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Fragments of Famed ‘UFO’ Discovered in Archives of London Museum

Though experts deemed it a hoax, the ‘Silpho Saucer’ created a sensation when it was discovered in the 1950s

(Courtesy of David Clarke)
smithsonian.com

In 1957, three men were driving by the Silpho Moor near Scarborough, England, when they saw a glowing object light up the sky and crash to the ground. One of the men got out of the car to investigate, and found a metallic saucer lying in the bushes. Though experts were emphatic that the object was not a UFO, the incident caused a sensation in the UK, with headlines proclaiming that “a real flying saucer” had been found.

The saucer was studied and taken apart. Eventually, it disappeared, prompting some to speculate that it had been deliberately concealed. But six decades after the initial discovery, parts of the so-called “Silpho Saucer” have surfaced once again. As Sarah Knapton reports for the Telegraph, fragments of saucer were recently found inside a cigarette box in the archives of London’s Science Museum.

The objects were identified by David Clarke, a lecturer at Sheffield Hallam University and a consultant for the National Archives UFO project. He was giving a talk on the Ministry of Defense’s UFO files at the Science Museum when a staff member approached him and asked if he was aware that fragments of a “flying saucer” had been stored at the museum for decades. According to the BBC, the staffer in question, exhibition developer Khalil Thirlaway, had discovered the fragments in the cigarette tin while looking through folders connected to the aviation historian Charles Harvard Gibbs-Smith.

“I was absolutely amazed when later we opened the tin box and saw the wreckage,” Clarke tells Knapton. “It was obvious these were the remains of the missing Silpho Saucer.”

The saucer was covered in hieroglyphics when the men discovered it in 1957. After it was pried open, a book made of 17 thin copper sheets, each one inscribed with additional hieroglyphics, was found inside. According to Rafi Letzter of Live Science, a local café owner subsequently claimed to have deciphered the hieroglyphics as a message from an alien named "Ullo," who warned of impending atomic war and promised Earthlings that they “will improve or disappear.”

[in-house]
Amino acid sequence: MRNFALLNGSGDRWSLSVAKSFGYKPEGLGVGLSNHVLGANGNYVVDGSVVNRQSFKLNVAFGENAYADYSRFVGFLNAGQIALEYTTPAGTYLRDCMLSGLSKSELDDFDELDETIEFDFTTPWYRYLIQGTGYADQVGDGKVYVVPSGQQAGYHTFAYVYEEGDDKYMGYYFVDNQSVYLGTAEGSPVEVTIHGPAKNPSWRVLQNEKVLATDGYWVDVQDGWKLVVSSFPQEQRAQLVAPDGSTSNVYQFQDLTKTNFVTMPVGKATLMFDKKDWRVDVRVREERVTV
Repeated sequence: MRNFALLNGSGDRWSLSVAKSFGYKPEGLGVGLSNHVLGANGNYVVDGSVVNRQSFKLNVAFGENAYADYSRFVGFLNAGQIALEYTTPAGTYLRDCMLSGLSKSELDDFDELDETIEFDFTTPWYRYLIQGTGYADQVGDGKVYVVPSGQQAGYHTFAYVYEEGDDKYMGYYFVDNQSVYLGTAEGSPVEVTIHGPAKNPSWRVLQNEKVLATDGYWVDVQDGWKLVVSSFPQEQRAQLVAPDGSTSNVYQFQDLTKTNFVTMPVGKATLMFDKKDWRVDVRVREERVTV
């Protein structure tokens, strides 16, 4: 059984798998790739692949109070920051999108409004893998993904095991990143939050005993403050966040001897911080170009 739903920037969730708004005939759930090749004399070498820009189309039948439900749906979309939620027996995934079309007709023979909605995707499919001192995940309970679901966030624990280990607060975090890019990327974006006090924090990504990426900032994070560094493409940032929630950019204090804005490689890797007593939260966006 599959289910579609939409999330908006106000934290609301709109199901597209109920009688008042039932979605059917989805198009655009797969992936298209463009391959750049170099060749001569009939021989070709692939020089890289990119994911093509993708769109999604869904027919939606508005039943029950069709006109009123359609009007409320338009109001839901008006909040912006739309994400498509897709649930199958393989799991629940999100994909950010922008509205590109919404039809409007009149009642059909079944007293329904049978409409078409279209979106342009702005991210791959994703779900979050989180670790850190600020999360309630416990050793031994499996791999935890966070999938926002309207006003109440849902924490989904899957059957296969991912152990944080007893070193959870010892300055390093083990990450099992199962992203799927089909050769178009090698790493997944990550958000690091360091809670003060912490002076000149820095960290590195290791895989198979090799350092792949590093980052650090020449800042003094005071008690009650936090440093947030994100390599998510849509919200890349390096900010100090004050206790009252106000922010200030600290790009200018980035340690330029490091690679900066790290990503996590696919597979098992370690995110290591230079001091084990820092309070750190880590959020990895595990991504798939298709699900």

Researchers at London’s Natural History Museum studied the object and concluded that the metal had no extraterrestrial properties and showed no signs of having hurtled through the high temperatures of Earth’s atmosphere. But despite experts’ assurances that the Silpho Saucer was just an elaborate hoax, the public was captivated, and the object drew comparisons to the Roswell “UFO,” ​the wreckage of a weather balloon, which was discovered in New Mexico in 1947, that excited similiar extraterrestrial fervor.

On his website, Clarke cites UFO expert Jenny Randles, who says she believes the Silpho Saucer incident holds the distinction of being "the most costly and well organised hoax that has ever taken place in Britain."

As Knapton of the Telegraph reports, pieces from the saucer came to the Science Museum in 1963 and were promptly forgotten. The fragments may not have much scientific value, but Thirlaway, the exhibition developer, says his conversation with Clarke has illuminated the Silpho Saucer’s rich history.

“We didn't know there was this massive cultural history behind it, it really brought the items to life for us,” Thirlaway tells the BBC. “There's a chance they may go on display as we're now aware of their cultural significance.”

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About Brigit Katz

Brigit Katz is a freelance writer based in Toronto. Her work has appeared in a number of publications, including NYmag.com, Flavorwire and Tina Brown Media's Women in the World.

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